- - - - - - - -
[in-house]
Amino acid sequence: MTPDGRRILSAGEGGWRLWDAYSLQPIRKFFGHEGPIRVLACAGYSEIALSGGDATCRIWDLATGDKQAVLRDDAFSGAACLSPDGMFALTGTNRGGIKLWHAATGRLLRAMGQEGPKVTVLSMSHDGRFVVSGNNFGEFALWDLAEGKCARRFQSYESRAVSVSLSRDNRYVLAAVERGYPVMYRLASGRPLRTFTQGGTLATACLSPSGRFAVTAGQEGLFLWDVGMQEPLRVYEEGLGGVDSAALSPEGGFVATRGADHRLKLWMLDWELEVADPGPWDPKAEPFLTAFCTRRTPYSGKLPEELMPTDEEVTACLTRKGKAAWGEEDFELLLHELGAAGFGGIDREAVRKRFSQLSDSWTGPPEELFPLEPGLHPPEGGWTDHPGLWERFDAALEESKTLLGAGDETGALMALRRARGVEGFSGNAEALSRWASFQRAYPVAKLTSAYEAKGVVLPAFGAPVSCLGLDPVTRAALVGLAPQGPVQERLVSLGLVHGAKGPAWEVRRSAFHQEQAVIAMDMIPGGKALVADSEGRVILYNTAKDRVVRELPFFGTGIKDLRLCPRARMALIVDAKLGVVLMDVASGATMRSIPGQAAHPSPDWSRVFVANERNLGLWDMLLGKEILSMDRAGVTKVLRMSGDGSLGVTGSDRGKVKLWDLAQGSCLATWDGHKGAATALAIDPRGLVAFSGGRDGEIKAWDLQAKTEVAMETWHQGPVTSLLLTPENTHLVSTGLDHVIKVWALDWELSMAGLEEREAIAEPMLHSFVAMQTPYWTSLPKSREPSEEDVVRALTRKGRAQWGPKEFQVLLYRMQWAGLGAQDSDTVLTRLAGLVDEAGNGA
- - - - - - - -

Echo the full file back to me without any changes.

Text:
[in-house]
Amino acid sequence: MTPDGRRILSAGEGGWRLWDAYSLQPIRKFFGHEGPIRVLACAGYSEIALSGGDATCRIWDLATGDKQAVLRDDAFSGAACLSPDGMFALTGTNRGGIKLWHAATGRLLRAMGQEGPKVTVLSMSHDGRFVVSGNNFGEFALWDLAEGKCARRFQSYESRAVSVSLSRDNRYVLAAVERGYPVMYRLASGRPLRTFTQGGTLATACLSPSGRFAVTAGQEGLFLWDVGMQEPLRVYEEGLGGVDSAALSPEGGFVATRGADHRLKLWMLDWELEVADPGPWDPKAEPFLTAFCTRRTPYSGKLPEELMPTDEEVTACLTRKGKAAWGEEDFELLLHELGAAGFGGIDREAVRKRFSQLSDSWTGPPEELFPLEPGLHPPEGGWTDHPGLWERFDAALEESKTLLGAGDETGALMALRRARGVEGFSGNAEALSRWASFQRAYPVAKLTSAYEAKGVVLPAFGAPVSCLGLDPVTRAALVGLAPQGPVQERLVSLGLVHGAKGPAWEVRRSAFHQEQAVIAMDMIPGGKALVADSEGRVILYNTAKDRVVRELPFFGTGIKDLRLCPRARMALIVDAKLGVVLMDVASGATMRSIPGQAAHPSPDWSRVFVANERNLGLWDMLLGKEILSMDRAGVTKVLRMSGDGSLGVTGSDRGKVKLWDLAQGSCLATWDGHKGAATALAIDPRGLVAFSGGRDGEIKAWDLQAKTEVAMETWHQGPVTSLLLTPENTHLVSTGLDHVIKVWALDWELSMAGLEEREAIAEPMLHSFVAMQTPYWTSLPKSREPSEEDVVRALTRKGRAQWGPKEFQVLLYRMQWAGLGAQDSDTVLTRLAGLVDEAGNGA